D. Any liability of the Company for loss incurred by you in connection with closings of real estate transactions by said Issuing Agent or Approved Attorney shall be limited to the protection provided by this letter. However, this letter shall not affect the protection afforded by a title insurance binder, commitment or policy of the Company.
E. Claims shall be made promptly to the Company at its principal office at One First American Way, Santa Ana, California 92701. When the failure to give prompt notice shall prejudice the Company, then liability of the Company

Page 779

hereunder shall be reduced to the extent of such prejudice.
The protection herein offered will continue until cancelled by written notice from the Company.

Citizens Bank assigned the loans to SunTrust. In connection with the assignment of the loans, Citizens Bank and SunTrust entered into a Correspondent Loan Purchase Agreement, which provides, in pertinent part:

This Correspondent Loan Purchase Agreement (together with all exhibits hereto, the " Agreement" ) is made and entered into effective as of May 6, 2005 (the " Effective Date" ) by and between SunTrust Mortgage, Inc. (" Purchaser" ), a Virginia corporation with its principal office at 901 Semmes Avenue, Richmond, Virginia 23224, and Citizens Bank (" Seller" ), a Tennessee corporation with its principal office at 1305 Broad Street, New Tazewell, TN 37825, with reference to the following facts:
A. Seller desires to sell to Purchaser on a servicing related basis certain residential Mortgage Loans (as defined below) as set forth in the Manual (as defined below), and Purchaser wishes to purchase such Mortgage Loans.
B. Purchaser and Seller desire to set forth in this Agreement the terms and conditions under which Mortgage Loans will be sold by Seller to Purchaser.
In consideration of the mutual promises and covenants contained herein, Purchaser and Seller agree as follows:
***
2.34. " Mortgage Loan" means any eligible residential real property secured loan product as set forth in the Manual and meeting all the requirements of this Agreement. The term Mortgage Loan encompasses all of Seller's right, title and interest in and to the Mortgage Loan, including, without limitation, the servicing rights, all Escrows, the Note, the Mortgage, all applicable insurance policies, and all other documentation and information collected by Seller in connection with the Mortgage Loan.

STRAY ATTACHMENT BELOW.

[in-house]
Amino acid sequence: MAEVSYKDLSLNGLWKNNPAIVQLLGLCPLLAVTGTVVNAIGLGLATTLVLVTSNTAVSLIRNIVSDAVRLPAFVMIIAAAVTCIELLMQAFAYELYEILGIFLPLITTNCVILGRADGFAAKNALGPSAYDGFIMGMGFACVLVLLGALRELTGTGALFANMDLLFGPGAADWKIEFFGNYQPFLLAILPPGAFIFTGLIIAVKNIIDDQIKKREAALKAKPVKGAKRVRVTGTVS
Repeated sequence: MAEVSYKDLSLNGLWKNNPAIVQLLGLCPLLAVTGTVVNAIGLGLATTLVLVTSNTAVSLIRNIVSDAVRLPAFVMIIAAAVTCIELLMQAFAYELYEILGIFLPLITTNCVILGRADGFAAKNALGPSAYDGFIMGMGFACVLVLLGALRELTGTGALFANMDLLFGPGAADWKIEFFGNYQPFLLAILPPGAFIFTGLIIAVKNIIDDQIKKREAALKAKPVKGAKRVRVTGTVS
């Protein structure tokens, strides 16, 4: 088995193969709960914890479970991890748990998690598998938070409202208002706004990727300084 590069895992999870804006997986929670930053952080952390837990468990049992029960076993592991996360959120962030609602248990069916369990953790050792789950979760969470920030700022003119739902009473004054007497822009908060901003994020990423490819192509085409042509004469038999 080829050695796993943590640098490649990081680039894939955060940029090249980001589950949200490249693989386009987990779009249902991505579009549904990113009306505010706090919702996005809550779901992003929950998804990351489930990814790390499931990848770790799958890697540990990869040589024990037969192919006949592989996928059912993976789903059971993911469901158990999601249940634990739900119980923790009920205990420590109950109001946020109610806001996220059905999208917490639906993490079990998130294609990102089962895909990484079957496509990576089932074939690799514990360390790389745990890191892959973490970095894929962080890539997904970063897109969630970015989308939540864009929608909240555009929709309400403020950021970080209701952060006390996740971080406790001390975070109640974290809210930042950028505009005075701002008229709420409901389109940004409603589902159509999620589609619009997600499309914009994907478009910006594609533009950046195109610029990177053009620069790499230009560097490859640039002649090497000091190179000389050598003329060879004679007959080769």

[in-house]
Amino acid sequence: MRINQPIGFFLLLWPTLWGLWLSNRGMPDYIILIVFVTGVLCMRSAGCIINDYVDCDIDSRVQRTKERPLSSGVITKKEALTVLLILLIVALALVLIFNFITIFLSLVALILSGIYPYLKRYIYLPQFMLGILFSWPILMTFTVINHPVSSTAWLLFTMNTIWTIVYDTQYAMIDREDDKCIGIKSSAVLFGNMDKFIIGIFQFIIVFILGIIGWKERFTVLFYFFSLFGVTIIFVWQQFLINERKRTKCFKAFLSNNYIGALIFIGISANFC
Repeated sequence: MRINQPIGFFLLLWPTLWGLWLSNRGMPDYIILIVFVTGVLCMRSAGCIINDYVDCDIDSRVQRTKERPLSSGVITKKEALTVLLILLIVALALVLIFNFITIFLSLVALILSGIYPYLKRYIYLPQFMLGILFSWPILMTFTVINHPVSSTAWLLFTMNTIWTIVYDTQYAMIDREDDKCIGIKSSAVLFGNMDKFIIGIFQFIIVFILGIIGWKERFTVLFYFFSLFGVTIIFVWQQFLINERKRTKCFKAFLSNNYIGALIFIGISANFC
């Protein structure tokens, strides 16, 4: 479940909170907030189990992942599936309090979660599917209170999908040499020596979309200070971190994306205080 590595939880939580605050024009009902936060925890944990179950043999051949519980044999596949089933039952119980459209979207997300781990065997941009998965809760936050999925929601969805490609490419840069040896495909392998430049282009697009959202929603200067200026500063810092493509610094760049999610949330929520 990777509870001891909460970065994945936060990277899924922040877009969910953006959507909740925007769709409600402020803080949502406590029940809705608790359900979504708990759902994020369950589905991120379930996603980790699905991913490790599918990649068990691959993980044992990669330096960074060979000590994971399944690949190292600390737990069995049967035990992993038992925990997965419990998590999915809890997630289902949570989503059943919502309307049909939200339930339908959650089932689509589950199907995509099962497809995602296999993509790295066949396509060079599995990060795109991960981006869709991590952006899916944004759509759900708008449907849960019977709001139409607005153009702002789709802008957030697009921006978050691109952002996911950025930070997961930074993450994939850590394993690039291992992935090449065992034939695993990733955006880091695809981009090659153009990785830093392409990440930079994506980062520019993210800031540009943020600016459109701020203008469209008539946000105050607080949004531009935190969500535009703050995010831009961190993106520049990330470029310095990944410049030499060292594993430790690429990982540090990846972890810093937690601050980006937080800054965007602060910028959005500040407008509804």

After the loans were assigned to SunTrust, the borrowers defaulted, and SunTrust foreclosed on the respective properties in 2007. The properties eventually were sold to third parties, but SunTrust claimed losses.

In 2012, almost five years after the foreclosures and almost four years after the properties had been sold to third parties, SunTrust sued Citizens Bank in federal district court in Virginia seeking reimbursement for its alleged losses. Citizens Bank and SunTrust entered into a settlement agreement resolving SunTrust's claim against Citizens Bank with respect to the two mortgage loans involved in this suit. Not until March of 2013, after reaching the settlement with SunTrust, did Citizens Bank notify First American of its purported claim against First American under the title insurance policies and the CPLs for losses Citizens Bank suffered in connection with its settlement with SunTrust.

First American filed the instant suit in June of 2013 seeking a declaration that it had no liability to Citizens Bank with regard to these two specific transactions. Citizens Bank counterclaimed alleging, in pertinent part:

That the [alleged] losses on [the loans at issue] were due to misrepresentations, negligence, dishonesty and/or fraud by [First American's agent] and/or its owners, employers or agents. [First American's agent] engaged in a fraudulent scheme wherein borrowers were induced to obtain mortgage loans in their names based on promises that they would not have to make a down payment

Page 780

or mortgage payments for the property, would receive cash at closing, and would share in the profit following a resale of the property. As part of the conspiracy, materially false representations were made to Citizens Bank, which, among other things, included false representations related to the straw borrowers' source of funds for down payments and amounts recorded as " cash from borrower" on HUD-1 Settlement Statements and loan applications, for the purpose of inducing Citizens Bank to disburse the mortgage loan proceeds it had wired to and entrusted with [First American's agent].

First American filed a motion for summary judgment. After a hearing, the Trial Court entered its order on May 20, 2014 granting First American summary judgment and dismissing Citizens Bank's counterclaim after finding and holding, inter alia, that the CPLs could not be separated from the respective mortgage title insurance policies and, therefore, the CPLs were assigned by Citizens Bank to SunTrust when Citizens Bank assigned the mortgages, and further that Citizens Bank had failed to give First American notice of the suit between SunTrust and Citizens Bank until after that suit had been settled, denying First American the opportunity to assert any defense it may have had. Citizens Bank appeals to this Court.